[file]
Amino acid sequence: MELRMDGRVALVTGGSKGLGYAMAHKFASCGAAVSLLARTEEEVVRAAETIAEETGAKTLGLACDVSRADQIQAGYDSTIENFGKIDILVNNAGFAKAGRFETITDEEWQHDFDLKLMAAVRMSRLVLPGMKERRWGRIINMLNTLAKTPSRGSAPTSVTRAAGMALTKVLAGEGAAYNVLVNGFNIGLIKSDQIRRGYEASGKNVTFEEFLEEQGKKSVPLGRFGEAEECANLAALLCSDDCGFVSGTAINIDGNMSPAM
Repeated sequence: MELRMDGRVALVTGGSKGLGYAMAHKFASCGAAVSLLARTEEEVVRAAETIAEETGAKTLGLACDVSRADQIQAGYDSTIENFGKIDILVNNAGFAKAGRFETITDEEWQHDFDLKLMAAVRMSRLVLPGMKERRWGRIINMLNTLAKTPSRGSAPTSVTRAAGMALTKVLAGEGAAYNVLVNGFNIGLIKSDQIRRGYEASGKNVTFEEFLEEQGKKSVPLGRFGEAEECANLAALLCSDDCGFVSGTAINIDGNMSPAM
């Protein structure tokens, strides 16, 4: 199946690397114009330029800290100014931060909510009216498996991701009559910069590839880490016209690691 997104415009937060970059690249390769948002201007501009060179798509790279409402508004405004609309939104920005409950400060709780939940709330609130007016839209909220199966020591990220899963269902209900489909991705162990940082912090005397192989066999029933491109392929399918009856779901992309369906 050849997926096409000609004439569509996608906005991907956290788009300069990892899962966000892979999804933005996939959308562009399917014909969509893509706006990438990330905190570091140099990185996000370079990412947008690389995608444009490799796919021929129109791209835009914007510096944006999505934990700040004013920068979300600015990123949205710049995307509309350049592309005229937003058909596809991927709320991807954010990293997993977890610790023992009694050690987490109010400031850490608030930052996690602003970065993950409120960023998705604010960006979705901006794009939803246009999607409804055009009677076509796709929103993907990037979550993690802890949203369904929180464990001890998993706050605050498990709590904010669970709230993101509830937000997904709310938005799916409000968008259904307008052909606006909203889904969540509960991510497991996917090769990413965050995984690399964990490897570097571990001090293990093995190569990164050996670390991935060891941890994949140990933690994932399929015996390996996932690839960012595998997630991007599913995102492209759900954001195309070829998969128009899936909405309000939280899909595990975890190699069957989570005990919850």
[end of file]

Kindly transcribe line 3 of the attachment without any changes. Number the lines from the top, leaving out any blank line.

């Protein structure tokens, strides 16, 4: 199946690397114009330029800290100014931060909510009216498996991701009559910069590839880490016209690691 997104415009937060970059690249390769948002201007501009060179798509790279409402508004405004609309939104920005409950400060709780939940709330609130007016839209909220199966020591990220899963269902209900489909991705162990940082912090005397192989066999029933491109392929399918009856779901992309369906 050849997926096409000609004439569509996608906005991907956290788009300069990892899962966000892979999804933005996939959308562009399917014909969509893509706006990438990330905190570091140099990185996000370079990412947008690389995608444009490799796919021929129109791209835009914007510096944006999505934990700040004013920068979300600015990123949205710049995307509309350049592309005229937003058909596809991927709320991807954010990293997993977890610790023992009694050690987490109010400031850490608030930052996690602003970065993950409120960023998705604010960006979705901006794009939803246009999607409804055009009677076509796709929103993907990037979550993690802890949203369904929180464990001890998993706050605050498990709590904010669970709230993101509830937000997904709310938005799916409000968008259904307008052909606006909203889904969540509960991510497991996917090769990413965050995984690399964990490897570097571990001090293990093995190569990164050996670390991935060891941890994949140990933690994932399929015996390996996932690839960012595998997630991007599913995102492209759900954001195309070829998969128009899936909405309000939280899909595990975890190699069957989570005990919850």